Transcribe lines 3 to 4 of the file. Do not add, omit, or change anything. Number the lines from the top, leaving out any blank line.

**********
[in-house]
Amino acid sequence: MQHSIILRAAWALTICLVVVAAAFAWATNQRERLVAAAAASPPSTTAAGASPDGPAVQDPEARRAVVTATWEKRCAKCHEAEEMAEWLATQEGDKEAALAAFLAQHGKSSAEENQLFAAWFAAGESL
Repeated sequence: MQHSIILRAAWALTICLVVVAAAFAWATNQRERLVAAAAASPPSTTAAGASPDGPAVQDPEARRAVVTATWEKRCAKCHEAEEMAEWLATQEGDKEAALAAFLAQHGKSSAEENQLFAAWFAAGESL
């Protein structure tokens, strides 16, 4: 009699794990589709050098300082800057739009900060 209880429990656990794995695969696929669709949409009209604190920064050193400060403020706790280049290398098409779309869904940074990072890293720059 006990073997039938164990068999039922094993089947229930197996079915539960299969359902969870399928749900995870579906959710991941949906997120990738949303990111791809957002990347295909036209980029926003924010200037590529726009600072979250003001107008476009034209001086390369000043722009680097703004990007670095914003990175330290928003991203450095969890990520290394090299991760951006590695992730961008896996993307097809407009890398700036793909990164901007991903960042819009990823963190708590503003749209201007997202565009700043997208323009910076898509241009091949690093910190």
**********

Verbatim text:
Repeated sequence: MQHSIILRAAWALTICLVVVAAAFAWATNQRERLVAAAAASPPSTTAAGASPDGPAVQDPEARRAVVTATWEKRCAKCHEAEEMAEWLATQEGDKEAALAAFLAQHGKSSAEENQLFAAWFAAGESL
């Protein structure tokens, strides 16, 4: 009699794990589709050098300082800057739009900060 209880429990656990794995695969696929669709949409009209604190920064050193400060403020706790280049290398098409779309869904940074990072890293720059 006990073997039938164990068999039922094993089947229930197996079915539960299969359902969870399928749900995870579906959710991941949906997120990738949303990111791809957002990347295909036209980029926003924010200037590529726009600072979250003001107008476009034209001086390369000043722009680097703004990007670095914003990175330290928003991203450095969890990520290394090299991760951006590695992730961008896996993307097809407009890398700036793909990164901007991903960042819009990823963190708590503003749209201007997202565009700043997208323009910076898509241009091949690093910190």